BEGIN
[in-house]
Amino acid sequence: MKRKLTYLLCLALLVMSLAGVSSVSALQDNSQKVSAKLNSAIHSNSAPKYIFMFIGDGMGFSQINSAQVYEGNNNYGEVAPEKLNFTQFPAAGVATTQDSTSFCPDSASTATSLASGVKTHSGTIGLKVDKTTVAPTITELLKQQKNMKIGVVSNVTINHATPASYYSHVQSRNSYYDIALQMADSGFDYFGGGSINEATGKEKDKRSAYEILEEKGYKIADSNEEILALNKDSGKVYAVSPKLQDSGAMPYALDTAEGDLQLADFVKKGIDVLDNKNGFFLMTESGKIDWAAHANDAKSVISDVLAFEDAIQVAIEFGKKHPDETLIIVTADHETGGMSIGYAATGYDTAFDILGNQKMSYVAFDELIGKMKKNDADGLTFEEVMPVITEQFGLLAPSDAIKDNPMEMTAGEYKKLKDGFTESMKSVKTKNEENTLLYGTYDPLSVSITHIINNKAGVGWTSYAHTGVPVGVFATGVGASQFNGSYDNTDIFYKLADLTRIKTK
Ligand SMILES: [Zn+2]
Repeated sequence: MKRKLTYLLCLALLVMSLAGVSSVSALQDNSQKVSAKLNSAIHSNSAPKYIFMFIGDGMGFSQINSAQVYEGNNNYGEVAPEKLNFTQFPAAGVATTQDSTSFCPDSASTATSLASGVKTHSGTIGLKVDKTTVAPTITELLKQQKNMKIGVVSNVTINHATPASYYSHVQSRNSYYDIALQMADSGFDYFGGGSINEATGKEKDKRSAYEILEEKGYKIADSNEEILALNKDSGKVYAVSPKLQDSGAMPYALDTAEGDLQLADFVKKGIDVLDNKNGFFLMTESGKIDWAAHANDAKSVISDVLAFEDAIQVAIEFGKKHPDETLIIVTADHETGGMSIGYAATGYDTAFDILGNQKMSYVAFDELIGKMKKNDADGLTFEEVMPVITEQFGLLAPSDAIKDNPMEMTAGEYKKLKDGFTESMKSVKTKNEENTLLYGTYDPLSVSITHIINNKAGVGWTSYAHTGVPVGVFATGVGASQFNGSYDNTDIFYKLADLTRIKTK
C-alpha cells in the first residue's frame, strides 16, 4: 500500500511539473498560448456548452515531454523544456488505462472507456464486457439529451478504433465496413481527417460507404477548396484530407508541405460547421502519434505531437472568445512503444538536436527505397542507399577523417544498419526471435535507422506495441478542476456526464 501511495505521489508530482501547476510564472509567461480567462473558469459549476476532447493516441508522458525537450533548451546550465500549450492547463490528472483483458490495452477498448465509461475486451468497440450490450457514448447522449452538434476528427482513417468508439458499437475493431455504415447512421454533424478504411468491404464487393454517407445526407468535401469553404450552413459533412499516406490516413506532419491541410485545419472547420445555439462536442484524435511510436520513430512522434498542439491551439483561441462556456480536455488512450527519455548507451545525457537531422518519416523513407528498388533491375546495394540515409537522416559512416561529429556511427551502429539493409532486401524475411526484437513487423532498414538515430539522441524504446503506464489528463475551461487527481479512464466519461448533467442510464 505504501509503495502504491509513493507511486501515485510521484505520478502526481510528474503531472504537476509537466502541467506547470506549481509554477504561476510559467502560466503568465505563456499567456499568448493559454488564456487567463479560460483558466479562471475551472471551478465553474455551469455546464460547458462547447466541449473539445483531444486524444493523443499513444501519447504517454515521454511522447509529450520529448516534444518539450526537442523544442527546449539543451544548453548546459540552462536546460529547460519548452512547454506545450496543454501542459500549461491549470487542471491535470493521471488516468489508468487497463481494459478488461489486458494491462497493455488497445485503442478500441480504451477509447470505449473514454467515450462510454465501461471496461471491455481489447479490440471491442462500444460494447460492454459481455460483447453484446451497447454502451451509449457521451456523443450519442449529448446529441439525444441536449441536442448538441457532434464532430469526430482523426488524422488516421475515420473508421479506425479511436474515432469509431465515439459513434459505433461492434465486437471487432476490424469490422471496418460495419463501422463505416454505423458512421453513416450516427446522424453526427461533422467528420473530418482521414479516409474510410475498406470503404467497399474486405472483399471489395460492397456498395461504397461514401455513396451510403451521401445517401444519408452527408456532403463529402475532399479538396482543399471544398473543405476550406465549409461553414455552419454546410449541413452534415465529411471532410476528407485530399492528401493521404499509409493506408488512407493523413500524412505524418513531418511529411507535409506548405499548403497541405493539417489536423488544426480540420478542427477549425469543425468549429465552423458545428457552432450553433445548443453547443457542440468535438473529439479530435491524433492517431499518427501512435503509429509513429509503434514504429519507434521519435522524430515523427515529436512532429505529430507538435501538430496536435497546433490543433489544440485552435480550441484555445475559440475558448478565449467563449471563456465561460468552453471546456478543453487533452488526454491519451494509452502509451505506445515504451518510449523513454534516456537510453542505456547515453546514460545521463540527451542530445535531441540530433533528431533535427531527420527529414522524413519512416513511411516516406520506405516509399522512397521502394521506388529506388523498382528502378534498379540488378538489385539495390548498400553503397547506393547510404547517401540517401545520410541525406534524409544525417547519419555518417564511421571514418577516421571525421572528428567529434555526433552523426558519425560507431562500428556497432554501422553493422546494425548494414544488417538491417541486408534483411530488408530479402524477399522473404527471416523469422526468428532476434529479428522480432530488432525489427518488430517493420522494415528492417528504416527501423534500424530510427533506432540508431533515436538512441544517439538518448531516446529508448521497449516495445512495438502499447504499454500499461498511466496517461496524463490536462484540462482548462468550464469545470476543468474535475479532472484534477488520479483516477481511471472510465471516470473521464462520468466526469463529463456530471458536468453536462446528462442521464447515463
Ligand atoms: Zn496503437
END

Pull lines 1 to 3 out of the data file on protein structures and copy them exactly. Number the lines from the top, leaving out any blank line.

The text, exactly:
[in-house]
Amino acid sequence: MKRKLTYLLCLALLVMSLAGVSSVSALQDNSQKVSAKLNSAIHSNSAPKYIFMFIGDGMGFSQINSAQVYEGNNNYGEVAPEKLNFTQFPAAGVATTQDSTSFCPDSASTATSLASGVKTHSGTIGLKVDKTTVAPTITELLKQQKNMKIGVVSNVTINHATPASYYSHVQSRNSYYDIALQMADSGFDYFGGGSINEATGKEKDKRSAYEILEEKGYKIADSNEEILALNKDSGKVYAVSPKLQDSGAMPYALDTAEGDLQLADFVKKGIDVLDNKNGFFLMTESGKIDWAAHANDAKSVISDVLAFEDAIQVAIEFGKKHPDETLIIVTADHETGGMSIGYAATGYDTAFDILGNQKMSYVAFDELIGKMKKNDADGLTFEEVMPVITEQFGLLAPSDAIKDNPMEMTAGEYKKLKDGFTESMKSVKTKNEENTLLYGTYDPLSVSITHIINNKAGVGWTSYAHTGVPVGVFATGVGASQFNGSYDNTDIFYKLADLTRIKTK
Ligand SMILES: [Zn+2]